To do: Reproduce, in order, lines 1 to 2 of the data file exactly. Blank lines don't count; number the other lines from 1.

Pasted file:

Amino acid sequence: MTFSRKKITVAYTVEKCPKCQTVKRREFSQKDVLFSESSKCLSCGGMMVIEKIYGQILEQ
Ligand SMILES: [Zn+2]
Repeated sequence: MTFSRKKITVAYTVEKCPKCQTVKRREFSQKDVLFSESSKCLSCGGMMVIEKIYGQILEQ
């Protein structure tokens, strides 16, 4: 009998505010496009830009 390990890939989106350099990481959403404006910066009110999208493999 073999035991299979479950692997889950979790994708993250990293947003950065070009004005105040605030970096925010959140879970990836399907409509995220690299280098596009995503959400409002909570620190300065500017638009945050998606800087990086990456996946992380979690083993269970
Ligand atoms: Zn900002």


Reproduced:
Amino acid sequence: MTFSRKKITVAYTVEKCPKCQTVKRREFSQKDVLFSESSKCLSCGGMMVIEKIYGQILEQ
Ligand SMILES: [Zn+2]